I’m a pretty private person, but I thought the images I chose focus on important moments of my friend’s and family’s lives, including events in my life that were memorable. It was much easier to do my other books, where I’m just using the work of brilliant photographers. For this one, I had to go back in my archives over 35 years and go through negative after negative. There were thousands of different images and it took me three years to go through it all.

The book had a really interesting flow. How was it all pieced together?
I worked with creative director, Sam Shahid, who has done all my books. Normally, if we’re working on a horse book, a swimming pool book, or a cross book, there would be similar images, one after another. For instance, we would have 10 photographs of pools with no edge, all grouped together. I didn’t want this book to be all fashion photos together or all family pictures or all travel; I wanted it to be mixed up, but still have some sort of a flow. [Sam] did a juxtaposition of each image and what is opposite of it. He might have chosen a rock and on the opposite page is a girl in an A-line black coat, which is similar in shape to the rock. Or a picture from Monument Valley opposite an image of a girl in a backless dress. There’s many of these sort of layouts throughout the book that he did a really great job with.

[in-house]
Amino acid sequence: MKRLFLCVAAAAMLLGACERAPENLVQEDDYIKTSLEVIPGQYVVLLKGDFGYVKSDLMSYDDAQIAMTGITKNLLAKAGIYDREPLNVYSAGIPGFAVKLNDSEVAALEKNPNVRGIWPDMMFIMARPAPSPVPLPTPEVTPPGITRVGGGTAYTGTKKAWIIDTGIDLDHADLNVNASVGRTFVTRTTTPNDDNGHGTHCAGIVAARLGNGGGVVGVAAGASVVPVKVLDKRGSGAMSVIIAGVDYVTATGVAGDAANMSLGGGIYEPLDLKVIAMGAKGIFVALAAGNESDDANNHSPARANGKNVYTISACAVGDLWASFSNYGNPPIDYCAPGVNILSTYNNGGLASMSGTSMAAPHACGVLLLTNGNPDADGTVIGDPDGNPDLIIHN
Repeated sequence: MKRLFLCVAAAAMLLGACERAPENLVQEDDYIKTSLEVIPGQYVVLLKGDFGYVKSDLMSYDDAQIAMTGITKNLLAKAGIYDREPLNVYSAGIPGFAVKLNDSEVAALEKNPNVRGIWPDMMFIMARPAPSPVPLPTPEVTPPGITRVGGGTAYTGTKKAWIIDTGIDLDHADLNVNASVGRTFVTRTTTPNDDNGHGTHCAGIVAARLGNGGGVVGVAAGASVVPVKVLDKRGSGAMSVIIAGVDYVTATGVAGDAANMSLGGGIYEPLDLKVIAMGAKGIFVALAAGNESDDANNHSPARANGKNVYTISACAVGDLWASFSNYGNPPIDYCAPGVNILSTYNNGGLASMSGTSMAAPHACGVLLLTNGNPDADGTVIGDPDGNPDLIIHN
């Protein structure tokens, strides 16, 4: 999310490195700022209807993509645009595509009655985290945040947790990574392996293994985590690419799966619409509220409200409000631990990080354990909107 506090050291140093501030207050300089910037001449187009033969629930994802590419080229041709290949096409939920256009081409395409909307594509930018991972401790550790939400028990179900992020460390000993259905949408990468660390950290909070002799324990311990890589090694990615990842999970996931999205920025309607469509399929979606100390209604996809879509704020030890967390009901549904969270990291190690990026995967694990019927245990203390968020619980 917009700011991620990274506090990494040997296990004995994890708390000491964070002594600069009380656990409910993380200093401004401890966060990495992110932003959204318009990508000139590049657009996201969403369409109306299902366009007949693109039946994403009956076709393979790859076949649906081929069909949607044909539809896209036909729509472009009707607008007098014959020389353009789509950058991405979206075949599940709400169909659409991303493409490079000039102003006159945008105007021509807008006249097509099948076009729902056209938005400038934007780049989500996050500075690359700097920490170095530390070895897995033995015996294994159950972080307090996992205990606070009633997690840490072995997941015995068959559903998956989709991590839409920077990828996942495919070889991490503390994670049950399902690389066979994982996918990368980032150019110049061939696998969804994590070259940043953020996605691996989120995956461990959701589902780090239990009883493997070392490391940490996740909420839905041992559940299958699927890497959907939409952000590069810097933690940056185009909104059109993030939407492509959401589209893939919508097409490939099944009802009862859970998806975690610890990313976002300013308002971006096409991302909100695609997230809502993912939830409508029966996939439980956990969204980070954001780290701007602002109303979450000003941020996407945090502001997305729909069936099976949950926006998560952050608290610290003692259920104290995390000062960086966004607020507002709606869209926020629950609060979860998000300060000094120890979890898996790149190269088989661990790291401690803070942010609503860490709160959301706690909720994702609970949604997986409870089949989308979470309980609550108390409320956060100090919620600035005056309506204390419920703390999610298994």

An example of a spread in the book (Photos: Kelly Klein).

An example of a spread in the book, Susan Coble and flowers shot in New York City, 2006 (Photos: Kelly Klein).

While digging through your archive, did you come to any realizations about your favorite subject to shoot?
I love photographing the supermodels. They are supermodels for a reason; they are really, really quite easy to photograph. Having Gisele or Kate or Shalom in front of you is an experience that I’m lucky to have had. I’ve photographed a lot of girls and guys in my fashion photography career, but those moments of being able to shoot the supergirls are unforgettable days.

How do you think they compare to the models of today?
I think supermodels of today are incredible as well. Now I don’t work as much; I had a son about 7 years ago and I shoot fashion photography only once in a while. But I always try to work with the new girls that are up-and-coming. I find that a challenge for me and it’s a nice way to work. Recently, I’ve loved working with Jessica Springsteen, Liisa Winkler, Lauren Layne.

Kate Moss (Photo: Kelly Klein)

Kate Moss shot in New York City, 1995 (Photo: Kelly Klein)

What’s the story behind the cover image?